Defeat of Minimum Wage Increase Leaves People with Disabilities Behind

by Vins
Published: Last Updated on

As was widely reported by news outlets (including CNN, CBS, NPR, among others) in February 2021, a popular $15 minimum-wage hike was struck from President Biden’s COVID relief package when the Senate parliamentarian decided it was impermissible under the complicated rules that govern Senate budget bills. Biden had proposed to gradually increase the federal minimum wage to $15 an hour by 2025 as part of his COVID relief package. Missing from the news coverage of this story was how the decision also prevented the abolition of subminimum wages for people with disabilities, as Sara Luterman reported for the American Prospect.

As Luterman wrote, under a regulation in the Fair Labor Standards Act of 1938, “disabled people can be legally paid pennies per hour.”

Disability, Luterman reported, is “an issue that cuts across class and political affiliation,” and, historically, abolition of the subminimum wage for workers with disabilities “has been a quietly bipartisan issue.” However, in the past few months, However, “the subminimum wage, like every other issue, has become more polarized and partisan,” Luterman wrote.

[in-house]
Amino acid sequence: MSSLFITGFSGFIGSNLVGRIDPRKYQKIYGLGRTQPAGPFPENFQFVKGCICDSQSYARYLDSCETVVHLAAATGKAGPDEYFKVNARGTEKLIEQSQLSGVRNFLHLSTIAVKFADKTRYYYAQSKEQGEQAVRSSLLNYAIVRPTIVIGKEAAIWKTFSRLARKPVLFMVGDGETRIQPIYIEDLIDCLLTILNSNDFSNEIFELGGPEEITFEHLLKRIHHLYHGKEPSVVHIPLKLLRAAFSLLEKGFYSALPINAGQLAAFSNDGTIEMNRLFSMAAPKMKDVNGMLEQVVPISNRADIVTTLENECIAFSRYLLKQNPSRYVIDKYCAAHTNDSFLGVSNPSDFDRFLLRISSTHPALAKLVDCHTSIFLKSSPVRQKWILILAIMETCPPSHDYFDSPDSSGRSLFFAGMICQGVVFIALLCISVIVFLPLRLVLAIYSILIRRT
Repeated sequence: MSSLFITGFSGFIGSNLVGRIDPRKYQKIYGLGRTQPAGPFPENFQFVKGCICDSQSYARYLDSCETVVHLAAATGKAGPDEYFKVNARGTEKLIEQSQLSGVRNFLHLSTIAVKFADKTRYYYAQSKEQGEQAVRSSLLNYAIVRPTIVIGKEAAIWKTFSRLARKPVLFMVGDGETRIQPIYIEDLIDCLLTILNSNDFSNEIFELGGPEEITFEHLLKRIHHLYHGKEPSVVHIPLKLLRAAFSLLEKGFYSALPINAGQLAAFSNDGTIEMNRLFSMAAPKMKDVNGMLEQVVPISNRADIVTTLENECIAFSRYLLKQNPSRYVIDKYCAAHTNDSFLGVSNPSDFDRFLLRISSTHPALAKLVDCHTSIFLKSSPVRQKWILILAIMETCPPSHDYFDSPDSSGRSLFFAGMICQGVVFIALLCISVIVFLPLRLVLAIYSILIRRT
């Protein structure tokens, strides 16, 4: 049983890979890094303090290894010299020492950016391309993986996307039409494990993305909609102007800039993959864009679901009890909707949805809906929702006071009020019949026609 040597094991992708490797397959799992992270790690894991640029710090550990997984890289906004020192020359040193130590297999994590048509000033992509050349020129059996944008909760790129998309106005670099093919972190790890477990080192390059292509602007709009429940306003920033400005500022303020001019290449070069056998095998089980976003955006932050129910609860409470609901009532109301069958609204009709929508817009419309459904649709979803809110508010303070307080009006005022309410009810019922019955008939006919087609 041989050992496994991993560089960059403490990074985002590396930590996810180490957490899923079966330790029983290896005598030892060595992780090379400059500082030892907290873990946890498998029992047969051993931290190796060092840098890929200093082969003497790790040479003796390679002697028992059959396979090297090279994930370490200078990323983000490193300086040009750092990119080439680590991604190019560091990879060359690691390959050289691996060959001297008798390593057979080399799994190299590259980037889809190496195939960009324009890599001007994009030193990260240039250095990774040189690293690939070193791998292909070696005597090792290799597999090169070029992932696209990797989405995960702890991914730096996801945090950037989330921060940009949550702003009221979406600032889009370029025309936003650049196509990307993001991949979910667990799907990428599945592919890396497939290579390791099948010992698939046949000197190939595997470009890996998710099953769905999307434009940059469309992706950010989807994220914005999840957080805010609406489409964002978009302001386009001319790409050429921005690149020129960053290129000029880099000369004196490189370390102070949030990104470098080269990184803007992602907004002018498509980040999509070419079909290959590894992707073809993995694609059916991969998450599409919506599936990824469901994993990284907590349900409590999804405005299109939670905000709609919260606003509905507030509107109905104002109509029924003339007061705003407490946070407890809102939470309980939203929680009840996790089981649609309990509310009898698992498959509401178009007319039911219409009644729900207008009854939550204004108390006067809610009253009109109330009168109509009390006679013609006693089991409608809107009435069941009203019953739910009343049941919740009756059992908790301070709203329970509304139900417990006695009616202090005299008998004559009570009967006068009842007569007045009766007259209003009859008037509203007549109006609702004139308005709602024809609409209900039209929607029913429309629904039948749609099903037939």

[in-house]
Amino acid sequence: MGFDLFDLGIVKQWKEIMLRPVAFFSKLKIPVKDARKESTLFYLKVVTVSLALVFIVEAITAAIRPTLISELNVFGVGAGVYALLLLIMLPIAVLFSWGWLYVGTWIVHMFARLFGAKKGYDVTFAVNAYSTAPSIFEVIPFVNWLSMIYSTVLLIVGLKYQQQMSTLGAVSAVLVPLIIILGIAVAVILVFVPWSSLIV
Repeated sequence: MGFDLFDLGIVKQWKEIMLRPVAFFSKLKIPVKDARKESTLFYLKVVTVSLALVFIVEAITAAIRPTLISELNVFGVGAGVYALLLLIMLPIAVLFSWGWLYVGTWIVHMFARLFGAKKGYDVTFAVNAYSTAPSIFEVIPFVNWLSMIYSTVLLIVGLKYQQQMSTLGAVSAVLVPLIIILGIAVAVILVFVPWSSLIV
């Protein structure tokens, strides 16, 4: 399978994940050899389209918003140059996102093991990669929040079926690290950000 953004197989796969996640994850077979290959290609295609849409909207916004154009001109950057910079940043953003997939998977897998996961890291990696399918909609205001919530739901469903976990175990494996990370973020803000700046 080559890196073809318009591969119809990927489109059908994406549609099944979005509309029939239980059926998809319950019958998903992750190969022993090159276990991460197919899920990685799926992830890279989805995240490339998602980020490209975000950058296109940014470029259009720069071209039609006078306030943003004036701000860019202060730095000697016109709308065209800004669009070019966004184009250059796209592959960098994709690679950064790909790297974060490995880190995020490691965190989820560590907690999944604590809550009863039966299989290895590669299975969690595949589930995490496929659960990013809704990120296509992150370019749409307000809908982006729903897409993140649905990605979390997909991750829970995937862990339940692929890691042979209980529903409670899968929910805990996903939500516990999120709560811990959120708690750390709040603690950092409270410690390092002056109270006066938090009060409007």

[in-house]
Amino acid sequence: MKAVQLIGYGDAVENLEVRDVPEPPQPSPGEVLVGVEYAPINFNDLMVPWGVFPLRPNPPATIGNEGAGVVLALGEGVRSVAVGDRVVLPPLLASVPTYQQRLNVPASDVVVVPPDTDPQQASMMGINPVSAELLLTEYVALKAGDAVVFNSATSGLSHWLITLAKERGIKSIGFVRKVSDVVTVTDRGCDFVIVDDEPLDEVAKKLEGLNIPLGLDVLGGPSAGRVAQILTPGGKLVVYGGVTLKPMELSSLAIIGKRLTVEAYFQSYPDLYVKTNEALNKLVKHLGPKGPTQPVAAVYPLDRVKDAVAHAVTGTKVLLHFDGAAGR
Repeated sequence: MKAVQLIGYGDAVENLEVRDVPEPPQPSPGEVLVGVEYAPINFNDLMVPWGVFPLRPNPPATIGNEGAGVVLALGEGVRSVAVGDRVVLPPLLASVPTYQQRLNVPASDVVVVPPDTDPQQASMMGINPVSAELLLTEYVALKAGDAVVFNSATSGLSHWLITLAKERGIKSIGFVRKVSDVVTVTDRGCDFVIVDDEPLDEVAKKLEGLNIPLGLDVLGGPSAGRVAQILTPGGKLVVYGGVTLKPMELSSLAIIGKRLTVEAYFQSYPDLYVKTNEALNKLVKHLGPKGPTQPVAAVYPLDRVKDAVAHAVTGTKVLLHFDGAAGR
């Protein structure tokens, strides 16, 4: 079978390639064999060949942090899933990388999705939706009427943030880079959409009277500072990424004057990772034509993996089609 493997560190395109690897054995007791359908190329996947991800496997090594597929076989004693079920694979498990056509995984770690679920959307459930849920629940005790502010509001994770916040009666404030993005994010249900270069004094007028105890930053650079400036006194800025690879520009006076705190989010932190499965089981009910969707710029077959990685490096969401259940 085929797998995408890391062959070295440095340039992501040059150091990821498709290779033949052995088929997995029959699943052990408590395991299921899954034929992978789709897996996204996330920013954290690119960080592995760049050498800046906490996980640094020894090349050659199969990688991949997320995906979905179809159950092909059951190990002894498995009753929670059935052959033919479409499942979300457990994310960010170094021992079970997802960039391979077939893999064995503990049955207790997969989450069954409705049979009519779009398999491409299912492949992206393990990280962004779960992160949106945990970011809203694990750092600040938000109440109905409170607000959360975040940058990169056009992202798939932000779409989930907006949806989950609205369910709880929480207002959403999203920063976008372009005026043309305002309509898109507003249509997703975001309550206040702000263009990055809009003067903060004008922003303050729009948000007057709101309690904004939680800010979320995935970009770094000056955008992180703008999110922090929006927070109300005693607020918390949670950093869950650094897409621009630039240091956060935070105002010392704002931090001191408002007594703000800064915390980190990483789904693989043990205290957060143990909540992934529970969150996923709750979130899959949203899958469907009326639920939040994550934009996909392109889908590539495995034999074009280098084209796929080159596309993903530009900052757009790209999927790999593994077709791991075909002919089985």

A concern for subminimum wages is most obvious in so-called “sheltered workshops” where workers with disabilities undertake repetitive tasks—such as wrapping popsicle sticks or screwing the tops onto shampoo bottles—and are paid per piece produced.

Multiple states either have banned subminimum wages for workers with disabilities or are in the process of doing so, Luterman reported.

While it appears that the Senate has “given up on a straightforward $15 minimum-wage hike” as a COVID relief measure, Luterman wrote, it is likely that any alternative minimum-wage increase proposals that could come up for a vote later in 2021 will “leave the disability community behind” due to increasingly partisan politics in Congress.

Source: Sara Luterman, “Minimum Wage Misfire Also Harms Disabled People,” American Prospect, March 2, 2021,

Student Researcher: Grace Joyce (Indian River State College)

Faculty Researcher: Elliot D Cohen (Indian River State College)